Thursday, December 31, 2009

Intention: Conscious or Unconscious?

The West Wing

Our life is what our thoughts make it ~ Marcus Aurelius Antonius

If I was a motivational speaker or cognitive-behavioral therapist, I'd probably be more inclined to agree with the Emperor than I am. As it is, I believe conscious awareness is often a terribly poor judge of character, especially our own. The Stoics, of whom Marcus Aurelius was one, believed self-control and virtuous choices could overcome the influence of negative emotions. My problem stems from the fact that even well-intentioned, well-behaved, and reasonable people can act in the most irrational of ways.

They do so because consciousness and intentionality aren't always linked. In one of my favorite episodes of The West Wing, Josh Lyman crosses the line in the oval office and says to the President, "You have to listen to me, please listen to me!" Called aside by chief of staff Leo McGarry, a recovering alcoholic, Josh admits he wasn't at his best just then. Leo responds, "Josh, I'm not sure you were fully conscious of what you were saying."

As the episode (Noel) continues, it's revealed that Josh is suffering from PTSD, resulting from a recent shooting in which both he and the President were wounded. His remarks to the President were fully intentional but not, as he consciously assumed, about policy. "Listen to me," says in effect, "notice that I'm not doing well, hear the meaning behind what I'm saying, I'm in trouble, I need help."

The truth is, we don't always know what we're doing or saying or why. Like Josh, denying his symptoms and rationalizing his behavior, we're so involved in damage control that we can't see our way clear to anything else. The decks are awash and all we can think of is, "where's the mop?" At that point, most of us need a "Leo" to summon us back to reality, someone who remembers what it's like to be in pain.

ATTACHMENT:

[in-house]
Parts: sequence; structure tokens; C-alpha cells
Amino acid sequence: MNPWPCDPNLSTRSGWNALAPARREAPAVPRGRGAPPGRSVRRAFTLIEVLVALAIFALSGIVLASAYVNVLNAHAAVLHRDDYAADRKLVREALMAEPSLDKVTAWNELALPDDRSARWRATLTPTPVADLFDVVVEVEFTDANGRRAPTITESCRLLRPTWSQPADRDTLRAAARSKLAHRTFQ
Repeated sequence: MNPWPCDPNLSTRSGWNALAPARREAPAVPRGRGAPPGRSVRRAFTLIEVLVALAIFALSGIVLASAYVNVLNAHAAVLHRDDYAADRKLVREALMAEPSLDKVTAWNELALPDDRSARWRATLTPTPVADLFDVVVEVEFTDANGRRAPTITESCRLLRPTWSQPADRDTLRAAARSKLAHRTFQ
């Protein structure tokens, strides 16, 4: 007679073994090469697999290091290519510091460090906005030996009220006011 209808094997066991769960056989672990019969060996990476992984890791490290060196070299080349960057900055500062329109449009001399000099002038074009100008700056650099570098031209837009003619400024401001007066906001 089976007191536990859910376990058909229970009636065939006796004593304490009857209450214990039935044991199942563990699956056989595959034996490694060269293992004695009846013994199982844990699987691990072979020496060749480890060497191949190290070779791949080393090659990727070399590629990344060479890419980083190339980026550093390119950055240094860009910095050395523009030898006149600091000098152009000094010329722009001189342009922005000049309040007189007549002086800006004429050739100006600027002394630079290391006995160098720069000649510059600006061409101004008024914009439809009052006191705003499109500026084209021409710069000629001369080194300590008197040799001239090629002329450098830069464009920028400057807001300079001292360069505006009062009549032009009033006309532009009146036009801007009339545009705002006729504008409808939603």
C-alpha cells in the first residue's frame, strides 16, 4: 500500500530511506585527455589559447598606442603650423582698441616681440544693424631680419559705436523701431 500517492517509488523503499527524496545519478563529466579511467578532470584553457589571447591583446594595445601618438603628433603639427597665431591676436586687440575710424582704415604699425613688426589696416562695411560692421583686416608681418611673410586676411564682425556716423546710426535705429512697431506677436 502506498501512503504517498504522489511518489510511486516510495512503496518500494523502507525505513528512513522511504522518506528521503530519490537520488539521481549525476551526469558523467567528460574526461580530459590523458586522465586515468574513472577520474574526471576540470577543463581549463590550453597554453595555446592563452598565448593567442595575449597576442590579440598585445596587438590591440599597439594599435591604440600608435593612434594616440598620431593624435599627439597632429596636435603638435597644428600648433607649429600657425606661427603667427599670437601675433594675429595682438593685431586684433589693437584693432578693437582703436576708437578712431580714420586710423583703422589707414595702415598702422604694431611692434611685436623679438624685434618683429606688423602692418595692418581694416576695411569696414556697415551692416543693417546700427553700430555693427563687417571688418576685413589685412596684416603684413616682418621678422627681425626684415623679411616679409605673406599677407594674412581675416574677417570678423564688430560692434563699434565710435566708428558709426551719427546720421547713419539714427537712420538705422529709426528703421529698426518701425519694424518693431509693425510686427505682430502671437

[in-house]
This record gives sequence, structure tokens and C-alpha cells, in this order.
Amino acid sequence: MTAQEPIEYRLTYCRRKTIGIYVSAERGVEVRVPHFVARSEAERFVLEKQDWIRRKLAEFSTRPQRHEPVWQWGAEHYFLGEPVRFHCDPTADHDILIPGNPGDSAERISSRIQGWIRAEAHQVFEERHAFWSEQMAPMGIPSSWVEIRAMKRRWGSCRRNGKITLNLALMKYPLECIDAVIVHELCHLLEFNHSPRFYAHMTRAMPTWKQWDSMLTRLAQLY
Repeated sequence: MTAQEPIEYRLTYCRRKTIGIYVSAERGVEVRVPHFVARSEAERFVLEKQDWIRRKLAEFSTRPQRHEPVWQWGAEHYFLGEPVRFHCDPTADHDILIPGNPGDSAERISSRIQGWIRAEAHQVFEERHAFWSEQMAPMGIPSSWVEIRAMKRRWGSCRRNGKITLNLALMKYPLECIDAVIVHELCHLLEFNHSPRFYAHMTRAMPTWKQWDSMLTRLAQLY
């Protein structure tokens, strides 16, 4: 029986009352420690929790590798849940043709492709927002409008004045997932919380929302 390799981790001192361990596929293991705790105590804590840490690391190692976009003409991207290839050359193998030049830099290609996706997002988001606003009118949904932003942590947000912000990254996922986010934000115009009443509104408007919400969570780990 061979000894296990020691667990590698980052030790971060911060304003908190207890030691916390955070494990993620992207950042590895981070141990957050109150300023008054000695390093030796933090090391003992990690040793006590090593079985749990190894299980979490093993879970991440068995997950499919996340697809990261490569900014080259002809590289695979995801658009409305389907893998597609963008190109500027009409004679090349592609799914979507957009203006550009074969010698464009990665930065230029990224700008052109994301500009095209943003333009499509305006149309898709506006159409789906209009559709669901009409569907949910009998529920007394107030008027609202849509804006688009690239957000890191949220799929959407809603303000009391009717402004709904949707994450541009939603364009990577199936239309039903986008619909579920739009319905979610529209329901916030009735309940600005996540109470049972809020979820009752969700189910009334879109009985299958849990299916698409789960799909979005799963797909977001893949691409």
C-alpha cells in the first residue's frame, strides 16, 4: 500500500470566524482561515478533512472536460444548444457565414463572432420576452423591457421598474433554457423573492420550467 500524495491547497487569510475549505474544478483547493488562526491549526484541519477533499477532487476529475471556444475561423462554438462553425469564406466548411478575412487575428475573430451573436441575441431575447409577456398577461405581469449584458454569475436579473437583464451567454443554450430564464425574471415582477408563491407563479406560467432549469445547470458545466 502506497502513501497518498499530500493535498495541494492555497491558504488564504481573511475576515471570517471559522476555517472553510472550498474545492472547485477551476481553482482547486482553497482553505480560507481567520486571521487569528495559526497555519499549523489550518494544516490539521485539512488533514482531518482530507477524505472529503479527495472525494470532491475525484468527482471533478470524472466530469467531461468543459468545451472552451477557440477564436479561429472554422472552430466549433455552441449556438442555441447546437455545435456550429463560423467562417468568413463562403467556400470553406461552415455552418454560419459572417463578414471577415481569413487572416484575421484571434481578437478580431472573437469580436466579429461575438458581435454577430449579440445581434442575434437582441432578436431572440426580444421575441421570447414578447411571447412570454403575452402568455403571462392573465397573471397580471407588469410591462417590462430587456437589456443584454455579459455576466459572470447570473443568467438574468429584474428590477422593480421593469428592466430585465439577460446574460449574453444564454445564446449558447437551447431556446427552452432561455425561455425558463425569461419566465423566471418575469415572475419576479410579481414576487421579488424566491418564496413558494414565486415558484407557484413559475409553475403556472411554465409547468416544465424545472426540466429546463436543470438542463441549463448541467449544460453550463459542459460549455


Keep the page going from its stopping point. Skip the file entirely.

We think of unconscious intentionality in relation to damage because that's what it often seems to inflict. That wasn't the case with Josh, though if it hadn't been for Leo's intervention, the outcome might have been very different. The things we hold inside, bury deep, and cloak with conventionality, come back to haunt us until we stop telling ourselves there's no such thing as ghosts. Once we can do that, whether at the beginning of a new year or somewhere down the road, we have an opportunity to make a change, try something new, or at least stop doing the same old thing.


(Creative commons image of the west wing of the White House by alykat via Flickr)
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